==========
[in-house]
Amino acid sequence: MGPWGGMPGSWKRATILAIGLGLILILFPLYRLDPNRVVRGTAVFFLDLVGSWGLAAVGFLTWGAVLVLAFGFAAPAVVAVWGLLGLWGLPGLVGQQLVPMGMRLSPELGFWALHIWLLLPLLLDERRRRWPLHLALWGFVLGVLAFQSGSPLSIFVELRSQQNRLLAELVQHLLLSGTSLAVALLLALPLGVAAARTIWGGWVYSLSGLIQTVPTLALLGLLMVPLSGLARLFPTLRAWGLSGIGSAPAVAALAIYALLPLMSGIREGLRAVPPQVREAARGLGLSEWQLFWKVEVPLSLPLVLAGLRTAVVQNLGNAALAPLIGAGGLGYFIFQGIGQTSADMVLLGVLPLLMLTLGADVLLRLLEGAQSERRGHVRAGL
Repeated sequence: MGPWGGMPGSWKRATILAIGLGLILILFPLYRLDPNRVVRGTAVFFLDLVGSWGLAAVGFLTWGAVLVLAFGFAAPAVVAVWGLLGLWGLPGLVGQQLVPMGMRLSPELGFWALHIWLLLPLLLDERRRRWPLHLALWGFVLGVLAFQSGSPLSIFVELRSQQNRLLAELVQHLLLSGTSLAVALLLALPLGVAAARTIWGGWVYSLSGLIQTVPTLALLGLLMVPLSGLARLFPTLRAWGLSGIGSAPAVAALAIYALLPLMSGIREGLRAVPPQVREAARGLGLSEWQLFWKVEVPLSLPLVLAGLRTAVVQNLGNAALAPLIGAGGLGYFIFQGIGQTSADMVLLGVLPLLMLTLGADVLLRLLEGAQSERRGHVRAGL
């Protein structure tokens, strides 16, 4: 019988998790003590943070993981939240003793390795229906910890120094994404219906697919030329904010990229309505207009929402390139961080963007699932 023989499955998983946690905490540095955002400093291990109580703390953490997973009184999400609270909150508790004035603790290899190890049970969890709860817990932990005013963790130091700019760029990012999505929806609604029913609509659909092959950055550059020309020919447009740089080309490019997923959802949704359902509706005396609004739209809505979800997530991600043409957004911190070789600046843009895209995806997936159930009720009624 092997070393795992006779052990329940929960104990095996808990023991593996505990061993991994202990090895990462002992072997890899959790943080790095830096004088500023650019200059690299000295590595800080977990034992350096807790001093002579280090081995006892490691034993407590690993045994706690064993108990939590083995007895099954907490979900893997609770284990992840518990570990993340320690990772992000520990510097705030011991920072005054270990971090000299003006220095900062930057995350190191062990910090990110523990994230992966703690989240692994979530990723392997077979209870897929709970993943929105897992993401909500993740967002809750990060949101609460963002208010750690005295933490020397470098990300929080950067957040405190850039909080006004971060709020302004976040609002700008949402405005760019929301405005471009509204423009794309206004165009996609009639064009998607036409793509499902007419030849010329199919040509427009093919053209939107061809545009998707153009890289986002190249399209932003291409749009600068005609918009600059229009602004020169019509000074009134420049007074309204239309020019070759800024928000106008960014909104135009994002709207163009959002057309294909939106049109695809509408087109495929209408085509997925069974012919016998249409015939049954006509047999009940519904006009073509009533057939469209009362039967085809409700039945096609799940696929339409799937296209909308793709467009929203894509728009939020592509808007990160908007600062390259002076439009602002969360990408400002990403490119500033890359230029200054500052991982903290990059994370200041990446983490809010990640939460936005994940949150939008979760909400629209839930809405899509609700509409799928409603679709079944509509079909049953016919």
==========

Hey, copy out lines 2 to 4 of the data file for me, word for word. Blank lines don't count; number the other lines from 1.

Amino acid sequence: MGPWGGMPGSWKRATILAIGLGLILILFPLYRLDPNRVVRGTAVFFLDLVGSWGLAAVGFLTWGAVLVLAFGFAAPAVVAVWGLLGLWGLPGLVGQQLVPMGMRLSPELGFWALHIWLLLPLLLDERRRRWPLHLALWGFVLGVLAFQSGSPLSIFVELRSQQNRLLAELVQHLLLSGTSLAVALLLALPLGVAAARTIWGGWVYSLSGLIQTVPTLALLGLLMVPLSGLARLFPTLRAWGLSGIGSAPAVAALAIYALLPLMSGIREGLRAVPPQVREAARGLGLSEWQLFWKVEVPLSLPLVLAGLRTAVVQNLGNAALAPLIGAGGLGYFIFQGIGQTSADMVLLGVLPLLMLTLGADVLLRLLEGAQSERRGHVRAGL
Repeated sequence: MGPWGGMPGSWKRATILAIGLGLILILFPLYRLDPNRVVRGTAVFFLDLVGSWGLAAVGFLTWGAVLVLAFGFAAPAVVAVWGLLGLWGLPGLVGQQLVPMGMRLSPELGFWALHIWLLLPLLLDERRRRWPLHLALWGFVLGVLAFQSGSPLSIFVELRSQQNRLLAELVQHLLLSGTSLAVALLLALPLGVAAARTIWGGWVYSLSGLIQTVPTLALLGLLMVPLSGLARLFPTLRAWGLSGIGSAPAVAALAIYALLPLMSGIREGLRAVPPQVREAARGLGLSEWQLFWKVEVPLSLPLVLAGLRTAVVQNLGNAALAPLIGAGGLGYFIFQGIGQTSADMVLLGVLPLLMLTLGADVLLRLLEGAQSERRGHVRAGL
């Protein structure tokens, strides 16, 4: 019988998790003590943070993981939240003793390795229906910890120094994404219906697919030329904010990229309505207009929402390139961080963007699932 023989499955998983946690905490540095955002400093291990109580703390953490997973009184999400609270909150508790004035603790290899190890049970969890709860817990932990005013963790130091700019760029990012999505929806609604029913609509659909092959950055550059020309020919447009740089080309490019997923959802949704359902509706005396609004739209809505979800997530991600043409957004911190070789600046843009895209995806997936159930009720009624 092997070393795992006779052990329940929960104990095996808990023991593996505990061993991994202990090895990462002992072997890899959790943080790095830096004088500023650019200059690299000295590595800080977990034992350096807790001093002579280090081995006892490691034993407590690993045994706690064993108990939590083995007895099954907490979900893997609770284990992840518990570990993340320690990772992000520990510097705030011991920072005054270990971090000299003006220095900062930057995350190191062990910090990110523990994230992966703690989240692994979530990723392997077979209870897929709970993943929105897992993401909500993740967002809750990060949101609460963002208010750690005295933490020397470098990300929080950067957040405190850039909080006004971060709020302004976040609002700008949402405005760019929301405005471009509204423009794309206004165009996609009639064009998607036409793509499902007419030849010329199919040509427009093919053209939107061809545009998707153009890289986002190249399209932003291409749009600068005609918009600059229009602004020169019509000074009134420049007074309204239309020019070759800024928000106008960014909104135009994002709207163009959002057309294909939106049109695809509408087109495929209408085509997925069974012919016998249409015939049954006509047999009940519904006009073509009533057939469209009362039967085809409700039945096609799940696929339409799937296209909308793709467009929203894509728009939020592509808007990160908007600062390259002076439009602002969360990408400002990403490119500033890359230029200054500052991982903290990059994370200041990446983490809010990640939460936005994940949150939008979760909400629209839930809405899509609700509409799928409603679709079944509509079909049953016919």